Semyon Uralov, expert on Eurasian integration and restoration of post-Soviet area, chief editor of Eurasia.Odnako.org: In order to make a showcase from Crimea, it is necessary to establish functional ties with the continent. Without construction of the Kerch Bridge, they will be constantly depending on the Ukrainian transit. So, most probably, anti-crisis management will be the most wanted thing in Crimea, but not showcase projects. It will take time to bring Crimea to Russia’s average level, so, it is too early to speak of it as a second Sochi.
 
 
Vasily: Don’t you think, it is worth use more electric transport in the Crimean resort areas? Trolley buses can go from Simferopol not only to Yalta, but to Sevastopol, Kerch and so on. It is a unique experience. Can it be used in future, or will it be substituted by railway transport?
Valentin Zemlyansky, energy expert, ex-spokesman of Naftogaz of Ukraine: You should ask your question to transport engineers but I think that trolleybus is not just a good story but a precondition for preserving the unique environment of Crimea.
Semyon Uralov, expert on Eurasian integration and restoration of post-Soviet area, chief editor of Eurasia.Odnako.org: I think, electric transport is a future of not only Crimea, but of all southern and especially resort areas in Eurasia. However, it needs to be integrated with railways – express trains and so on.
 
 
DimDimych: My question is not strictly about Crimea. How much gas did Ukraine lose when losing Crimea? In percent, or in shares, doesn’t matter. Can it be somehow assessed, if the gas lost comparable with the gas and water being supplied now from Ukraine to Crimea?
Alexey Grivach, Deputy Director General of the National Energy Security Foundation: 8% of the gas produced in Ukraine in 2013 was produced by Chernomorneftegaz. Gas reserves in the Crimean shelf as of 2011 (Ukrainian officials do not give more recent figures) totaled 4%. It is not that much, but the thing is that it is the Crimean shelf that is the most promising gas-bearing region in Ukraine. Under official data from Kiev, Black Sea and Azov Sea shelf contained 40% of prospective gas resources in Ukraine. Add to this a number of disputed gas facilities in the neighboring zone with Russia that are now in the Russian territory.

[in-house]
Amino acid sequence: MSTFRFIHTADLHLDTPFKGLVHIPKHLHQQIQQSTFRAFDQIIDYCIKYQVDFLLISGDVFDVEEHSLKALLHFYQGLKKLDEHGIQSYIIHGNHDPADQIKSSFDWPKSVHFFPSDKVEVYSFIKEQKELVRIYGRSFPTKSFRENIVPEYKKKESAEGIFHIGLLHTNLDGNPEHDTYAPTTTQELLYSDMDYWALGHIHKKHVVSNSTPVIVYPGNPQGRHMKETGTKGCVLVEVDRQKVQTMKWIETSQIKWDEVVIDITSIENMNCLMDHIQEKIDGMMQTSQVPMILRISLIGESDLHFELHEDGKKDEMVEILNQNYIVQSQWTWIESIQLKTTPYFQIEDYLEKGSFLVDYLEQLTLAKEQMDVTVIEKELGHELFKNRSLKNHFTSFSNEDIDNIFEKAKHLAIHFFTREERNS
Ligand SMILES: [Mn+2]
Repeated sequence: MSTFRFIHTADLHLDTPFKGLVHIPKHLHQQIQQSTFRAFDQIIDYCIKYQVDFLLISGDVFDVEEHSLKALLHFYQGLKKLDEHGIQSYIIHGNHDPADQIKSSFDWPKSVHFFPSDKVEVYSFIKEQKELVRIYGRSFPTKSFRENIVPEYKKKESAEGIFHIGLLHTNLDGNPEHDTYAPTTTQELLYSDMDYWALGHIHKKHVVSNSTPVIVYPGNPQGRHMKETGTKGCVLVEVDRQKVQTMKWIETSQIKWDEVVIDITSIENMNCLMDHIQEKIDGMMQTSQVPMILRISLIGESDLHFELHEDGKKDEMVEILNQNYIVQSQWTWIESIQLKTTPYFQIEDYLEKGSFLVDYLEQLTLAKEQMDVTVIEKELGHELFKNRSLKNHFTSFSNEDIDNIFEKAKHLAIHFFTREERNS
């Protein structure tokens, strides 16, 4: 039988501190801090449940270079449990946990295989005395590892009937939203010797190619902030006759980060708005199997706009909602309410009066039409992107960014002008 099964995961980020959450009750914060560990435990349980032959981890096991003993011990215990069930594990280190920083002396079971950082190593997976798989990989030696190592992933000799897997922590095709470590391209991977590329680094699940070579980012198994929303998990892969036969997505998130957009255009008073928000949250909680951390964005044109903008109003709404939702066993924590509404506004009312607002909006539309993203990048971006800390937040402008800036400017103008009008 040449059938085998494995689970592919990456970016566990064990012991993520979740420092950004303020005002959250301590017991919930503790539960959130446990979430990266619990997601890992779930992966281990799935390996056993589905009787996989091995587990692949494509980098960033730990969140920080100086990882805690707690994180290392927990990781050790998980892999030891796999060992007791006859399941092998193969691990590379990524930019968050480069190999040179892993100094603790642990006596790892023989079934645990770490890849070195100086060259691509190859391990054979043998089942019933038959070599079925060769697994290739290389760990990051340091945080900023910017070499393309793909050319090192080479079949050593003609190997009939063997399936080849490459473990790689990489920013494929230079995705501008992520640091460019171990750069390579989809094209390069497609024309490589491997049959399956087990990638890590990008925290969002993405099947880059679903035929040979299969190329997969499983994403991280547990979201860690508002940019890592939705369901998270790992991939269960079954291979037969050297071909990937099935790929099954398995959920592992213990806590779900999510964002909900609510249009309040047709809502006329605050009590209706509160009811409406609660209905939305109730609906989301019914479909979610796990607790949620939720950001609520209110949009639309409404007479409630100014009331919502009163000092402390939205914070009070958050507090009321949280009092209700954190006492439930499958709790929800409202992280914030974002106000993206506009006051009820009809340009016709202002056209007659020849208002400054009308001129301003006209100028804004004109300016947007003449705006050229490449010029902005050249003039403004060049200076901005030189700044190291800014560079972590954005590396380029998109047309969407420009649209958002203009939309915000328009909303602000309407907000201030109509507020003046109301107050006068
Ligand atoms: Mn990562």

Valentin Zemlyansky, energy expert, ex-spokesman of Naftogaz of Ukraine: Ukraine has a zero balance on gas now. On the Black Sea shelf they are planning to produce 2bn c m this year. Exactly as much Crimea needs. With Crimea Ukraine produces almost 20bn c m a year, without it the country produces something about 18bn c m.
 
 
Svetlana Sochi: Plans are a good thing. But the high season is near. Doesn’t an energy collapse expect Crimeans this summer?
Alexey Grivach, Deputy Director General of the National Energy Security Foundation: Unfortunately, there are risks of electricity shortages. And it is fully in the hands of Ukraine. If Kiev decides to punish Crimean residents for joining Russia, it has enough tools for it. On the other hand, Europe must need an incentive not to let the Ukrainian authority act this way, as an energy war in Crimea can provoke a gas war between Russia and Ukraine, from which European consumers can suffer.
Semyon Uralov, expert on Eurasian integration and restoration of post-Soviet area, chief editor of Eurasia.Odnako.org: If we speak of threats, the energy issue comes along with the issue of fresh water, because Crimea depends on Dnepr waters no less than on Ukrainian NPPs.
 
Energy Expert Centre, April 7, 2014